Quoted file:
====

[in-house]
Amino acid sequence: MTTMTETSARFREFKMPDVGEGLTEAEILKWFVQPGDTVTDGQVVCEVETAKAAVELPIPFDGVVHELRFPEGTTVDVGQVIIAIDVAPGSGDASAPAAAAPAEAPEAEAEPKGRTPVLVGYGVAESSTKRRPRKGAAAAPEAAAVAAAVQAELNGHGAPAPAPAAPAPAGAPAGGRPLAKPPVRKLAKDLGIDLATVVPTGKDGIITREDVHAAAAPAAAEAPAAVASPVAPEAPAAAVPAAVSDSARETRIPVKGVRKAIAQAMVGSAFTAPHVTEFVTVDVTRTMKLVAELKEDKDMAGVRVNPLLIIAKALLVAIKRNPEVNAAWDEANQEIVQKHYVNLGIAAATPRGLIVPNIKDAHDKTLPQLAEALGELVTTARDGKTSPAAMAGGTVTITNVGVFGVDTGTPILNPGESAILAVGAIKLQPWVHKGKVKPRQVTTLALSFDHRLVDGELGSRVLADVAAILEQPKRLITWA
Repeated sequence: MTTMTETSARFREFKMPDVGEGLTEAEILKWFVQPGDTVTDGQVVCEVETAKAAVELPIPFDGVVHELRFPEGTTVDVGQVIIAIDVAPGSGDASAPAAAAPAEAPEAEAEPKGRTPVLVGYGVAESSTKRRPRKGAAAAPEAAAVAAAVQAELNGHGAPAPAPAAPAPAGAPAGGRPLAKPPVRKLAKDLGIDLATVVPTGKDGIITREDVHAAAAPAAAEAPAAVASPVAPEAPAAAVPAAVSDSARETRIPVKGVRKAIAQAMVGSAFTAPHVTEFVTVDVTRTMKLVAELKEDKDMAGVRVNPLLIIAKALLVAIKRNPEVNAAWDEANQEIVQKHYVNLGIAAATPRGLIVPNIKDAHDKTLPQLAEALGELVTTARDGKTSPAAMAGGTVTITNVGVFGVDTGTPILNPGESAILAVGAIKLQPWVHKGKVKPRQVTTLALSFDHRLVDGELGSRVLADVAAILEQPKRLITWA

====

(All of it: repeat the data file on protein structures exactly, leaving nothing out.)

[in-house]
Amino acid sequence: MTTMTETSARFREFKMPDVGEGLTEAEILKWFVQPGDTVTDGQVVCEVETAKAAVELPIPFDGVVHELRFPEGTTVDVGQVIIAIDVAPGSGDASAPAAAAPAEAPEAEAEPKGRTPVLVGYGVAESSTKRRPRKGAAAAPEAAAVAAAVQAELNGHGAPAPAPAAPAPAGAPAGGRPLAKPPVRKLAKDLGIDLATVVPTGKDGIITREDVHAAAAPAAAEAPAAVASPVAPEAPAAAVPAAVSDSARETRIPVKGVRKAIAQAMVGSAFTAPHVTEFVTVDVTRTMKLVAELKEDKDMAGVRVNPLLIIAKALLVAIKRNPEVNAAWDEANQEIVQKHYVNLGIAAATPRGLIVPNIKDAHDKTLPQLAEALGELVTTARDGKTSPAAMAGGTVTITNVGVFGVDTGTPILNPGESAILAVGAIKLQPWVHKGKVKPRQVTTLALSFDHRLVDGELGSRVLADVAAILEQPKRLITWA
Repeated sequence: MTTMTETSARFREFKMPDVGEGLTEAEILKWFVQPGDTVTDGQVVCEVETAKAAVELPIPFDGVVHELRFPEGTTVDVGQVIIAIDVAPGSGDASAPAAAAPAEAPEAEAEPKGRTPVLVGYGVAESSTKRRPRKGAAAAPEAAAVAAAVQAELNGHGAPAPAPAAPAPAGAPAGGRPLAKPPVRKLAKDLGIDLATVVPTGKDGIITREDVHAAAAPAAAEAPAAVASPVAPEAPAAAVPAAVSDSARETRIPVKGVRKAIAQAMVGSAFTAPHVTEFVTVDVTRTMKLVAELKEDKDMAGVRVNPLLIIAKALLVAIKRNPEVNAAWDEANQEIVQKHYVNLGIAAATPRGLIVPNIKDAHDKTLPQLAEALGELVTTARDGKTSPAAMAGGTVTITNVGVFGVDTGTPILNPGESAILAVGAIKLQPWVHKGKVKPRQVTTLALSFDHRLVDGELGSRVLADVAAILEQPKRLITWA